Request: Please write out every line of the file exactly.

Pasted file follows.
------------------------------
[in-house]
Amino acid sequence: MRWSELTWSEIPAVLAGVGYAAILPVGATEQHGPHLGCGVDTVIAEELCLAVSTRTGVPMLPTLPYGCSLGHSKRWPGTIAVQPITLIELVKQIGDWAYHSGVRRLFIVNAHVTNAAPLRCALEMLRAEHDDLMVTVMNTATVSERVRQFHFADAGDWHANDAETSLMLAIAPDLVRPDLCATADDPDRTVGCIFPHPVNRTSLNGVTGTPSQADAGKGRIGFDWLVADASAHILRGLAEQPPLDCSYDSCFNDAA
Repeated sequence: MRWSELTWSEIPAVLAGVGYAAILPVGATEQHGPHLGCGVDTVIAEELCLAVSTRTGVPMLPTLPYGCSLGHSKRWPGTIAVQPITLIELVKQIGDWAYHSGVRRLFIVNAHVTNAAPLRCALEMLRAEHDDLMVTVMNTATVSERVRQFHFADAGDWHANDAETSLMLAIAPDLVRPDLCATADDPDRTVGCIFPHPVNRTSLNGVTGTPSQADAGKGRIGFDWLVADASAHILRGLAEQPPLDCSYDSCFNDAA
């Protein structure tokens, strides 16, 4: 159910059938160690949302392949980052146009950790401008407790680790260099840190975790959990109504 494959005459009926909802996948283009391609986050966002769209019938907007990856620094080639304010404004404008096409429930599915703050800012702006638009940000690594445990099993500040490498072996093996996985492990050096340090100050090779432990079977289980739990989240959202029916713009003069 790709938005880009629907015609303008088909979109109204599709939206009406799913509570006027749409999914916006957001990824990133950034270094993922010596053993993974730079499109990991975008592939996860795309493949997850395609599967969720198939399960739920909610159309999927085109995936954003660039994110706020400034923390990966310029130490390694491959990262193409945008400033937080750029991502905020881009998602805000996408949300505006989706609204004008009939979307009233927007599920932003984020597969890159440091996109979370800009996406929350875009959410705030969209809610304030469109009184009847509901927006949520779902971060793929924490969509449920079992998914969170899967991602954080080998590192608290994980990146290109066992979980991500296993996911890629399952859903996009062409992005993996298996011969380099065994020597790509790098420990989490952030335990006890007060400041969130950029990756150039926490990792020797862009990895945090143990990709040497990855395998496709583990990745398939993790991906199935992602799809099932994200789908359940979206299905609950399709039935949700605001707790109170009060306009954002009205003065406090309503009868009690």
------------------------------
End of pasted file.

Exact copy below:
[in-house]
Amino acid sequence: MRWSELTWSEIPAVLAGVGYAAILPVGATEQHGPHLGCGVDTVIAEELCLAVSTRTGVPMLPTLPYGCSLGHSKRWPGTIAVQPITLIELVKQIGDWAYHSGVRRLFIVNAHVTNAAPLRCALEMLRAEHDDLMVTVMNTATVSERVRQFHFADAGDWHANDAETSLMLAIAPDLVRPDLCATADDPDRTVGCIFPHPVNRTSLNGVTGTPSQADAGKGRIGFDWLVADASAHILRGLAEQPPLDCSYDSCFNDAA
Repeated sequence: MRWSELTWSEIPAVLAGVGYAAILPVGATEQHGPHLGCGVDTVIAEELCLAVSTRTGVPMLPTLPYGCSLGHSKRWPGTIAVQPITLIELVKQIGDWAYHSGVRRLFIVNAHVTNAAPLRCALEMLRAEHDDLMVTVMNTATVSERVRQFHFADAGDWHANDAETSLMLAIAPDLVRPDLCATADDPDRTVGCIFPHPVNRTSLNGVTGTPSQADAGKGRIGFDWLVADASAHILRGLAEQPPLDCSYDSCFNDAA
């Protein structure tokens, strides 16, 4: 159910059938160690949302392949980052146009950790401008407790680790260099840190975790959990109504 494959005459009926909802996948283009391609986050966002769209019938907007990856620094080639304010404004404008096409429930599915703050800012702006638009940000690594445990099993500040490498072996093996996985492990050096340090100050090779432990079977289980739990989240959202029916713009003069 790709938005880009629907015609303008088909979109109204599709939206009406799913509570006027749409999914916006957001990824990133950034270094993922010596053993993974730079499109990991975008592939996860795309493949997850395609599967969720198939399960739920909610159309999927085109995936954003660039994110706020400034923390990966310029130490390694491959990262193409945008400033937080750029991502905020881009998602805000996408949300505006989706609204004008009939979307009233927007599920932003984020597969890159440091996109979370800009996406929350875009959410705030969209809610304030469109009184009847509901927006949520779902971060793929924490969509449920079992998914969170899967991602954080080998590192608290994980990146290109066992979980991500296993996911890629399952859903996009062409992005993996298996011969380099065994020597790509790098420990989490952030335990006890007060400041969130950029990756150039926490990792020797862009990895945090143990990709040497990855395998496709583990990745398939993790991906199935992602799809099932994200789908359940979206299905609950399709039935949700605001707790109170009060306009954002009205003065406090309503009868009690």